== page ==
Practical reasoning and normative relevance: A reply to McKeever and Ridge

Journal of Moral Philosophy 4 (1):77-84 (2007)
Abstract
A putative problem for the moral particularist is that he or she fails to capture the normative relevance of certain considerations that they carry on their face, or the intuitive irrelevance of other considerations. It is argued in response that mastery of certain topic-specific truisms about a subject matter is what it is for a reasonable interlocutor to be engaged in a moral discussion, but the relevance of these truisms has nothing to do with the particularist/generalist dispute. Given that practical reasoning is plausibly a form of abductive reasoning, and is therefore non-monotonic, any arbitrary addition of information can change the degree of support evidence offers for a conclusion. Given this arbitrariness, it is no objection to the particularist if he or she represents the ‘normative landscape as flat’ in a way that does not display the ‘obvious’ relevance of certain considerations. The normative landscape is flat and our best account of practical reasoning represents it precisely as such. Appealing to a distinction between practical reasoning and moral reasoning does not help to resurrect this pseudoproblem for particularism. Key Words: abductive inference • default reasons • moral particularism • practical reasoning.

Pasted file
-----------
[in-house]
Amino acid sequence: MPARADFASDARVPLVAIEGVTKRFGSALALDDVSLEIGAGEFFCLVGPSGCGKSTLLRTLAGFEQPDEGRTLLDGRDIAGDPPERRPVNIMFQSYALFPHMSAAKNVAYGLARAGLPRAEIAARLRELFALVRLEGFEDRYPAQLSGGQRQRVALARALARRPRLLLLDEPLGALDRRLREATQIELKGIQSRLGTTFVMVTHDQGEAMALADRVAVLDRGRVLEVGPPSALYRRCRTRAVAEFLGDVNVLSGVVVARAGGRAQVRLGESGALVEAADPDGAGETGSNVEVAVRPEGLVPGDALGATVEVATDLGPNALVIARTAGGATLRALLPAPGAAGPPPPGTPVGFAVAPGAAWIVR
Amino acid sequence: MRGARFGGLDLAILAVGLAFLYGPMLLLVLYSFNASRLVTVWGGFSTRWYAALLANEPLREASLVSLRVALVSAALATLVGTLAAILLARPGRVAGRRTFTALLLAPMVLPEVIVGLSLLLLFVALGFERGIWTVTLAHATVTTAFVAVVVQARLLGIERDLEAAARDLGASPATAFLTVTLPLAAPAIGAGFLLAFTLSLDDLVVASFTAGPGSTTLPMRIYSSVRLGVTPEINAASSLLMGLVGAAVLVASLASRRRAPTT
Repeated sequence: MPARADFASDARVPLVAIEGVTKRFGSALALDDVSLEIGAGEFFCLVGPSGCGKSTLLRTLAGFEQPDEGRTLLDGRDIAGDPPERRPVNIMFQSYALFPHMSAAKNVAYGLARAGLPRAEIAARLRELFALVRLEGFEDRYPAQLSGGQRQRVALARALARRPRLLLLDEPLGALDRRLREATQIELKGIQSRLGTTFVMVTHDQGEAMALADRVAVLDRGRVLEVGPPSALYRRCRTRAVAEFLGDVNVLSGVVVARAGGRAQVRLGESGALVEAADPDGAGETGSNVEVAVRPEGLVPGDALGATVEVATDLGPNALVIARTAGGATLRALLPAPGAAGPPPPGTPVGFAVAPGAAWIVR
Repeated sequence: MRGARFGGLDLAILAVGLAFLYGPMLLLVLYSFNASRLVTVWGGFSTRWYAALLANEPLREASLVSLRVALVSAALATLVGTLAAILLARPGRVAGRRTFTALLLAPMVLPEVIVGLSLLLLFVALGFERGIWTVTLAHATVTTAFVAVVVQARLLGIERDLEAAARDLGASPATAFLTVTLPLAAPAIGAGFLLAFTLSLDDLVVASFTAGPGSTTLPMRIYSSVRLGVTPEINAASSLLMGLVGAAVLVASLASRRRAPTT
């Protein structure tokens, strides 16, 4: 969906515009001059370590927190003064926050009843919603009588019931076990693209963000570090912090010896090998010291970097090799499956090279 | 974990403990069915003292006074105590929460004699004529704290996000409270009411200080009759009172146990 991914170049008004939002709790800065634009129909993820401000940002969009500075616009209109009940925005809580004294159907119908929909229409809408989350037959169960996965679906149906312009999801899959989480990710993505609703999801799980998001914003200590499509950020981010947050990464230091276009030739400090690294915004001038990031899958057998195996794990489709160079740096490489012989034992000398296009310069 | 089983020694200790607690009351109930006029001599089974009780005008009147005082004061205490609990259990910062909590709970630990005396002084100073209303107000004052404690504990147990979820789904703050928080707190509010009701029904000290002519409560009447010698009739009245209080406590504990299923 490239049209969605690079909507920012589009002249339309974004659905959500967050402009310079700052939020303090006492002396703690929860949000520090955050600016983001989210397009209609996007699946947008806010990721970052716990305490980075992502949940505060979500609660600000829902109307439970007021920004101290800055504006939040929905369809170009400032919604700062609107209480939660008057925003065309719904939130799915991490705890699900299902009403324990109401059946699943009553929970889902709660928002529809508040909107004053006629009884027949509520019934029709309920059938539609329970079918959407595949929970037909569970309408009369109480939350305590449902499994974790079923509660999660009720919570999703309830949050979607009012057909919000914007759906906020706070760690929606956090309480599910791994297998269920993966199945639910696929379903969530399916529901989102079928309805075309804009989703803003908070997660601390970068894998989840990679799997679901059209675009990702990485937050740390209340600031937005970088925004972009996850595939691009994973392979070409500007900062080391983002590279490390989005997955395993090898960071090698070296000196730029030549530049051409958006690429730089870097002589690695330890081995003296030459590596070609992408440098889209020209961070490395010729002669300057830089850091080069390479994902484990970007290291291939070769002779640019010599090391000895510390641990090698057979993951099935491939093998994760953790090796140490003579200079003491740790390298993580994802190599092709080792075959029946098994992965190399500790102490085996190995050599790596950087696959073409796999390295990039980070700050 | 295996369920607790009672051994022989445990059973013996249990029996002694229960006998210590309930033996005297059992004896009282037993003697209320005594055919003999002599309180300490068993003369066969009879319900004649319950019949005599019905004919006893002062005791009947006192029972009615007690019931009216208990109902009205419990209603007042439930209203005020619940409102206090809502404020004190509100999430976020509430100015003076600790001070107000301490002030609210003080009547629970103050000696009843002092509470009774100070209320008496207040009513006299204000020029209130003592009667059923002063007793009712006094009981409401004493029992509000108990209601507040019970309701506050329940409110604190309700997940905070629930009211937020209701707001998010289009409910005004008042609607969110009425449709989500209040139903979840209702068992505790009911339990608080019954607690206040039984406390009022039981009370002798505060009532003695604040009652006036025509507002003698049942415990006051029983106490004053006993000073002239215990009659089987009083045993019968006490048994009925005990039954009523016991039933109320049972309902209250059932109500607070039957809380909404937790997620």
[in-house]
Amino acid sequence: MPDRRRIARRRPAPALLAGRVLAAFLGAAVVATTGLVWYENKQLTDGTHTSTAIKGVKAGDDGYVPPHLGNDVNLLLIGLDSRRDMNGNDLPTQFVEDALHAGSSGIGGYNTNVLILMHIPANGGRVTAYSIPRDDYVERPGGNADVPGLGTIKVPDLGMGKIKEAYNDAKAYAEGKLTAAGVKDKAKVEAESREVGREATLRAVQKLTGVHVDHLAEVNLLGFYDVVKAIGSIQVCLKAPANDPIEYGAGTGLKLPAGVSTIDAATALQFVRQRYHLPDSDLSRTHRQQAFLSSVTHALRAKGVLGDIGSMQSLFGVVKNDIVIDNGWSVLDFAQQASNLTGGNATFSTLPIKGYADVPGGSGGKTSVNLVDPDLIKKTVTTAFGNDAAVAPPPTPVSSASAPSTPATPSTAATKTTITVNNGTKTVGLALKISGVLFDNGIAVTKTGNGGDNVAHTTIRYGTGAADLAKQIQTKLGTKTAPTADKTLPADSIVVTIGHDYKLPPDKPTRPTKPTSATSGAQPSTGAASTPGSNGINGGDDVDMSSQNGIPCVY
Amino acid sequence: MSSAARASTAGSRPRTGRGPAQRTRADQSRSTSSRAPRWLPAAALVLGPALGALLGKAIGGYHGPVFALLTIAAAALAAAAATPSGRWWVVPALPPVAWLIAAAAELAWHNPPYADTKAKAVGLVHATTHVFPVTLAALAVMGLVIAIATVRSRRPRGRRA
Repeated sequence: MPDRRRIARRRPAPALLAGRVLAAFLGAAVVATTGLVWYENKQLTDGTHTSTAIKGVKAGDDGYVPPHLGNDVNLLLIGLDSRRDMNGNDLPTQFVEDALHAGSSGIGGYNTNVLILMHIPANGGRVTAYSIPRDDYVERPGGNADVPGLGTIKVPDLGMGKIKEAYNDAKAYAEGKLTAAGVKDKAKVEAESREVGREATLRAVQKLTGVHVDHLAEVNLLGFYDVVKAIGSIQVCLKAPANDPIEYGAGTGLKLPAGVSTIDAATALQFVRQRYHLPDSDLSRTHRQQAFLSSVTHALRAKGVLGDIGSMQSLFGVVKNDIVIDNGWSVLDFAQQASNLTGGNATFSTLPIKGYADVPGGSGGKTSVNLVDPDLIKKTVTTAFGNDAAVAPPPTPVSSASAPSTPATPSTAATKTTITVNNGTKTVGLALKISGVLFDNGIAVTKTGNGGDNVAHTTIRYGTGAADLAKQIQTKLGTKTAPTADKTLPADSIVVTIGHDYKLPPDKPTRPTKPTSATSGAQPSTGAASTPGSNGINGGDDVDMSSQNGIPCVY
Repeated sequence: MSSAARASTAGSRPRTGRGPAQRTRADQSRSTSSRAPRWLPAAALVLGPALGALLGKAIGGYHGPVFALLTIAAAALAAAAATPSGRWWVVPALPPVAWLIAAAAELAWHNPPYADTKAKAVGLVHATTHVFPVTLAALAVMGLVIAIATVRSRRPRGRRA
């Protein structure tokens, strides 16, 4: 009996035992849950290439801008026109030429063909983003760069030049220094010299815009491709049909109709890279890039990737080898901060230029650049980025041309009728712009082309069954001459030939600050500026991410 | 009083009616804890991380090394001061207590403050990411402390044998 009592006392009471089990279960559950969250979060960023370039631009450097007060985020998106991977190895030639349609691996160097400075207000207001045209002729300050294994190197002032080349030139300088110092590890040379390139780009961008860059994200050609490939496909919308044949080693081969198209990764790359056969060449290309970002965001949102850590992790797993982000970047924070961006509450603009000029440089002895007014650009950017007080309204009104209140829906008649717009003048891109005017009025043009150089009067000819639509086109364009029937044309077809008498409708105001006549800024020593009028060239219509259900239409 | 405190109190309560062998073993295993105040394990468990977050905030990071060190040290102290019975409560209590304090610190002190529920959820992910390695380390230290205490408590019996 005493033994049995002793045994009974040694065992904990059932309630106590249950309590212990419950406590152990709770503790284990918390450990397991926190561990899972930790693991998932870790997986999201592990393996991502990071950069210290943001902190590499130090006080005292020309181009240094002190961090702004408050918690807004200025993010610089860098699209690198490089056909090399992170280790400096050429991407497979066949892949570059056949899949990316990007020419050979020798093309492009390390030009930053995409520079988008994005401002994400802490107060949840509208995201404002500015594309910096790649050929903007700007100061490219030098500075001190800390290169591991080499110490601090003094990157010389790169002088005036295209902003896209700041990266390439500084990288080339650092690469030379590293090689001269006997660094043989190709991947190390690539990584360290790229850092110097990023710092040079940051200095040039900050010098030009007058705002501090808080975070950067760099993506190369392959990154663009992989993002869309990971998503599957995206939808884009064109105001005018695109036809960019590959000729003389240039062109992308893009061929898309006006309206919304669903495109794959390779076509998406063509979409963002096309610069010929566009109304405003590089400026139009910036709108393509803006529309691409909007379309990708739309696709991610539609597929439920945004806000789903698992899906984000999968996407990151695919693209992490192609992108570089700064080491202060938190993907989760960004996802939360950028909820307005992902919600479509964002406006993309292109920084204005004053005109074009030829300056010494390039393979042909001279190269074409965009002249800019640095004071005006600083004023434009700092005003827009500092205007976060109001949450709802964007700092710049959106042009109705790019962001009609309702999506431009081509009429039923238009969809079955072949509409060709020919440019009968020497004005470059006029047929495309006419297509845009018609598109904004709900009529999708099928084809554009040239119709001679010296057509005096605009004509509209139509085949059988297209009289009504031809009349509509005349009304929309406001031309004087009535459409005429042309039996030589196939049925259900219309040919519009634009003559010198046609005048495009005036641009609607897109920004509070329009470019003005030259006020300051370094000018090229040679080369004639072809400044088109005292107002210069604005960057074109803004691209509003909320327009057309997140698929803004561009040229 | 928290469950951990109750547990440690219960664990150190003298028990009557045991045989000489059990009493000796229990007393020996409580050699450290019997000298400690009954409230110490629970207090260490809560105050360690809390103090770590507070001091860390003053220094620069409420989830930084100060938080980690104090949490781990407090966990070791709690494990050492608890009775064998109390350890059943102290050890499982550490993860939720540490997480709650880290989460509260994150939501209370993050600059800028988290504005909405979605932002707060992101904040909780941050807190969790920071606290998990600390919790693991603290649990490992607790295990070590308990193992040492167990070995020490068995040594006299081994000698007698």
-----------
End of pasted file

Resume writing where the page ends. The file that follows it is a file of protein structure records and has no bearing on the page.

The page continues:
Keywords default reasons   practical reasoning   moral particularism   abductive inference
Categories (categorize this paper)
Options
 Save to my reading list
Follow the author(s)
My bibliography
Export citation
Find it on Scholar
Edit this record
Mark as duplicate
Revision history Request removal from index
 
Download options
PhilPapers Archive


Upload a copy of this paper     Check publisher's policy on self-archival     Papers currently archived: 10,350
External links
Setup an account with your affiliations in order to access resources via your University's proxy server
Configure custom proxy (use this if your affiliation does not provide a proxy)
Through your library
References found in this work BETA

No references found.

Citations of this work BETA
Similar books and articles
Analytics

Monthly downloads

Added to index

2009-01-28

Total downloads

14 ( #110,182 of 1,096,714 )

Recent downloads (6 months)

1 ( #271,187 of 1,096,714 )

How can I increase my downloads?

My notes
Sign in to use this feature


Discussion
Start a new thread
Order:
There  are no threads in this forum
Nothing in this forum yet.